Cancer

Cancer is not just one disease, but a large group of almost one hundred diseases. Its two main characteristics are uncontrolled growth of the cells in thehuman body and the ability of these cells to migrate from the original siteand spread to distant sites. If the spread is not controlled, cancer can result in death.

Cancer, by definition, is a disease of the genes. A gene is a small part of DNA, which is the master molecule of the cell. Genes make "proteins," which allow our bodies to carry out all the many processes that permit us to breathe,think, move, etc. The genes also produce proteins that are involved in controlling the processes of cell growth and division. An alteration (mutation) tothe DNA molecule can disrupt the genes and produce faulty proteins. This causes the cell to become abnormal and lose its restraints on growth. The abnormal cell begins to divide uncontrollably and eventually forms a new growth known as a "tumor" or neoplasm (medical term for cancer meaning "new growth").

In a healthy individual, the immune system can recognize the neoplastic cellsand destroy them before they get a chance to divide. However, some mutant cells may escape immune detection and survive to become tumors or cancers. Tumors are of two types, benign or malignant. A benign tumor is slow growing, does not spread or invade surrounding tissue, and once it is removed, it doesn'tusually recur. A malignant tumor, on the other hand, invades surrounding tissue and spreads to other parts of the body. If the cancer cells have spread to the surrounding tissues, then, even after the malignant tumor is removed, it generally recurs.

A majority of cancers are caused by changes in the cell's DNA because of damage due to the environment. Environmental factors that are responsible for causing the initial mutation in the DNA are called carcinogens, and there are many types. There are some cancers that have a genetic basis. In other words, an individual could inherit faulty DNA from his parents, which could predispose him to getting cancer.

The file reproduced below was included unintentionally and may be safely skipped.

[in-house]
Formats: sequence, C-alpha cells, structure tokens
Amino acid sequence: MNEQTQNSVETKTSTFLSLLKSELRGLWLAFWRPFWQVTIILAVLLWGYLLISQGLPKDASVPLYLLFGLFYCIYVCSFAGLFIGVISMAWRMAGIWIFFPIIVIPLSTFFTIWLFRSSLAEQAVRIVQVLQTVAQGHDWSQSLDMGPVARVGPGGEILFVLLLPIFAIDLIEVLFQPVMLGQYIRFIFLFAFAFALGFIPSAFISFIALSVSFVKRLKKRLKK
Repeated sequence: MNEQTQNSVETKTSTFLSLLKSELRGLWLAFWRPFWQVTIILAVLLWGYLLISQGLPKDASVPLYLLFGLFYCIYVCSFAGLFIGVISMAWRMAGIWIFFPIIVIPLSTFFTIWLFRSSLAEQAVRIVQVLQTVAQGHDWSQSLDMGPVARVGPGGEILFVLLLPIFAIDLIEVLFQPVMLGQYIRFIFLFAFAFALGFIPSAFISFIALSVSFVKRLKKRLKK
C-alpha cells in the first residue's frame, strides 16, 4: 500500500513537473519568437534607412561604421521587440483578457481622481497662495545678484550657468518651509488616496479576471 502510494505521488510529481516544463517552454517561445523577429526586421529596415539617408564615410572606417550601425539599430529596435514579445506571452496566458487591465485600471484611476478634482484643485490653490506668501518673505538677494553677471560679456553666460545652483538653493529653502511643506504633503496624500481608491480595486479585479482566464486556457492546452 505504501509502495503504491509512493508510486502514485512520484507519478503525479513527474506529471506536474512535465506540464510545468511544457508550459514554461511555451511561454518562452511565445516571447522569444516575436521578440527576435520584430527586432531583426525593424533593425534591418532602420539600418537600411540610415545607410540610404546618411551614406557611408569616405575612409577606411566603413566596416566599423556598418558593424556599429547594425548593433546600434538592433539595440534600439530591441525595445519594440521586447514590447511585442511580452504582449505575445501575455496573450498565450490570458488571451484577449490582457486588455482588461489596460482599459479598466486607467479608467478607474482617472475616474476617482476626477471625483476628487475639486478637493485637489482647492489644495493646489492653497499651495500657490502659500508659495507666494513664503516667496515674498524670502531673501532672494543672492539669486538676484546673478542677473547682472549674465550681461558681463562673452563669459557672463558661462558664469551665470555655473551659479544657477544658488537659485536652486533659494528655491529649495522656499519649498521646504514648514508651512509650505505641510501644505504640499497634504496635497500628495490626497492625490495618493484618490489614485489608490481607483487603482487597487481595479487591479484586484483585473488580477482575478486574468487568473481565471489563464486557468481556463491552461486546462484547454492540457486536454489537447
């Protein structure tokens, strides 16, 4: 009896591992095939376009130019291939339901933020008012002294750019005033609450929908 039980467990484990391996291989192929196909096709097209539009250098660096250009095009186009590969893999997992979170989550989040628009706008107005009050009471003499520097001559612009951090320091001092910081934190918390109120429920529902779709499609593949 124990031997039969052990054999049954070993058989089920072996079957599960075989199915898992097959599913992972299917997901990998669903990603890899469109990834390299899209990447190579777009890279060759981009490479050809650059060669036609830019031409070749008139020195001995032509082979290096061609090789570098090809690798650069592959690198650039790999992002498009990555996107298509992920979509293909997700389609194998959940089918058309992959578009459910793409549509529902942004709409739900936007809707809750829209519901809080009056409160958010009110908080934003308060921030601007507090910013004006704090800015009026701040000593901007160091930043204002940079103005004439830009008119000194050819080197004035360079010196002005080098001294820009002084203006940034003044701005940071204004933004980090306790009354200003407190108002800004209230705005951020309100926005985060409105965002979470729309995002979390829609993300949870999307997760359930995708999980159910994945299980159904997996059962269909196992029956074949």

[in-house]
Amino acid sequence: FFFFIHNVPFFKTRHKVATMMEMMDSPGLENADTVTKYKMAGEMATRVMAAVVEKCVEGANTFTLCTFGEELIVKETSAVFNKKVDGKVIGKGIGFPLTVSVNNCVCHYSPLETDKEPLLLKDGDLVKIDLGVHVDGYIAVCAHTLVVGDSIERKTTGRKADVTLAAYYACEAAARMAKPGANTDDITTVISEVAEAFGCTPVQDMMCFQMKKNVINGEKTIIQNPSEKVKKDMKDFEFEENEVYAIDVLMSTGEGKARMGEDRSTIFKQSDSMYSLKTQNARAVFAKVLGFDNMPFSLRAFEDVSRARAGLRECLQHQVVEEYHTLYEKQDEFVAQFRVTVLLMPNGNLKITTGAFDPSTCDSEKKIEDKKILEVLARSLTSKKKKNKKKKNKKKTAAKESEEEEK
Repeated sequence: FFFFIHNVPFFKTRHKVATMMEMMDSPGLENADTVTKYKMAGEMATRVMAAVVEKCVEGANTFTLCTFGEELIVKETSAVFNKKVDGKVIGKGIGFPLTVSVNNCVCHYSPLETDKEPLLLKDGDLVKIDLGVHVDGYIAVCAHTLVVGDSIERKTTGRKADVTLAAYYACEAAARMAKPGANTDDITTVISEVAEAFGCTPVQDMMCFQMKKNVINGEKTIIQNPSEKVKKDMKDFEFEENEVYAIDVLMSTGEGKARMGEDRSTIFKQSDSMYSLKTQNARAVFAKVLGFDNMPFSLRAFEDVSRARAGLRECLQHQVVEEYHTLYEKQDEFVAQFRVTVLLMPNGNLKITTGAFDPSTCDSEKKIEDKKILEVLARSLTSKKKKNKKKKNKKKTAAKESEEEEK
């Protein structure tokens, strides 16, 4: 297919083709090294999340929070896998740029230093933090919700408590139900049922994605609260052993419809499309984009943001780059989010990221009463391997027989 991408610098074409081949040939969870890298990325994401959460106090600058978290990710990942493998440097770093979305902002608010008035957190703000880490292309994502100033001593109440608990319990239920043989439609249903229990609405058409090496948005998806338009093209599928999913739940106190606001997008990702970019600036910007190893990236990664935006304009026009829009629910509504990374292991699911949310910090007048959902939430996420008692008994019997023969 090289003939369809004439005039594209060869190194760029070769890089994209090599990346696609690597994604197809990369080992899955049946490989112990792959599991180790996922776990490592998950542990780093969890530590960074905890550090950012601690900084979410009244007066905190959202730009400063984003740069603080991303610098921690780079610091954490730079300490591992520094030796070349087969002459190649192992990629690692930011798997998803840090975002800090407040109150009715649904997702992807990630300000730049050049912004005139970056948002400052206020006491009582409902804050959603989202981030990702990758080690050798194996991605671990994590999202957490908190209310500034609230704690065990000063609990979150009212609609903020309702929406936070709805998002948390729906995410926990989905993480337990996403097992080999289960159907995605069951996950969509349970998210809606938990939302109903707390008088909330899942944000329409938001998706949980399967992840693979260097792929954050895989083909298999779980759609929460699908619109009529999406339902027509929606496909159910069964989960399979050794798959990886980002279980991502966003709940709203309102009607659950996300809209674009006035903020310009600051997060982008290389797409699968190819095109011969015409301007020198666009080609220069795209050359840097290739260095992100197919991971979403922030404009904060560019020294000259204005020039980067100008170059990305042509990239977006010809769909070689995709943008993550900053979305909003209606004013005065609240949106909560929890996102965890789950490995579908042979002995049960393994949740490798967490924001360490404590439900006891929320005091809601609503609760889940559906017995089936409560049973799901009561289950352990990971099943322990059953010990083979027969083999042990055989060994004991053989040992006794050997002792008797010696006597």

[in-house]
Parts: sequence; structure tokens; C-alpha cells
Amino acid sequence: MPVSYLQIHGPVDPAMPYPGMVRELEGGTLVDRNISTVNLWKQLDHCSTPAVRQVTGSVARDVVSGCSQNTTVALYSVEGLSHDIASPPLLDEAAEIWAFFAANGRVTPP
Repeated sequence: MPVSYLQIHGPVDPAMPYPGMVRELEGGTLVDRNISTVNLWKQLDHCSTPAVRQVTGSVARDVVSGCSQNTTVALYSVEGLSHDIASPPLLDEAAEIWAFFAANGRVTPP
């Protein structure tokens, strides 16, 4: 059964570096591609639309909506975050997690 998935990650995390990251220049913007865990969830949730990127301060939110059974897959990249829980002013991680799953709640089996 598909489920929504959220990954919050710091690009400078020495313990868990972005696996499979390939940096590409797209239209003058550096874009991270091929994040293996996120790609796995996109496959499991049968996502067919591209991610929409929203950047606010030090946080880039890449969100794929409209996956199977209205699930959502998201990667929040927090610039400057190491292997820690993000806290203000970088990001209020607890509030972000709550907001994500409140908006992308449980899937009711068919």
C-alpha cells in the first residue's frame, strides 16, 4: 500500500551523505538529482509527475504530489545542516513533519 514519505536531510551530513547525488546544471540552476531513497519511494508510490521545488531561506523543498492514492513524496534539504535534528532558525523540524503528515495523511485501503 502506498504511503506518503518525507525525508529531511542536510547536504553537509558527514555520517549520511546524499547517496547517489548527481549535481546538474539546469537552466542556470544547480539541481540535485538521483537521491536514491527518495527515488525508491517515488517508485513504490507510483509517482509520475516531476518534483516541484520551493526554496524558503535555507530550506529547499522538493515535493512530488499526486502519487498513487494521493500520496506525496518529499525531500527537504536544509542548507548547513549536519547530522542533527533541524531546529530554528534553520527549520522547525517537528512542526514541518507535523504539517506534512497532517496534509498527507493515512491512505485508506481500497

The major risk factors for cancer are: tobacco, alcohol, diet, sexual and reproductive behavior, infectious agents, family history, occupation, environment and pollution.

Despite the fact that there are several hundred different types of cancers, producing very different symptoms, the American Cancer Society (ACS) has established the following seven symptoms as possible warning signals of cancer:

  • Changes in the size, color, or shape of a wart or a mole
  • A sore that does not heal
  • Persistent cough, hoarseness, or sore throat
  • A lump or thickening in the breast or elsewhere
  • Unusual bleeding or discharge
  • Chronic indigestion or difficulty in swallowing
  • Any change in bowel or bladder habits.

Diagnosis of cancer begins with a thorough physical examination and a complete medical history. The doctor will observe, feel and palpate (apply pressureby touch) different parts of the body in order to identify any variations from the normal size, feel and texture of the organ or tissue. As part of the physical exam, the doctor will inspect the oral cavity or the mouth. By focusing a light into the mouth, he will look for abnormalities in color, moisture,surface texture, or presence of any thickening or sore in the lips, tongue, gums, the hard palate on the roof of the mouth, and the throat. To detect thyroid cancer, the doctor will observe the front of the neck for swelling. He may gently manipulate the neck and palpate the front and side surfaces of the thyroid gland (located at the base of the neck) to detect any nodules or tenderness. As part of the physical examination, the doctor will also palpate thelymph nodes in the neck, under the arms and in the groin. Many illnesses andcancers cause a swelling of the lymph nodes.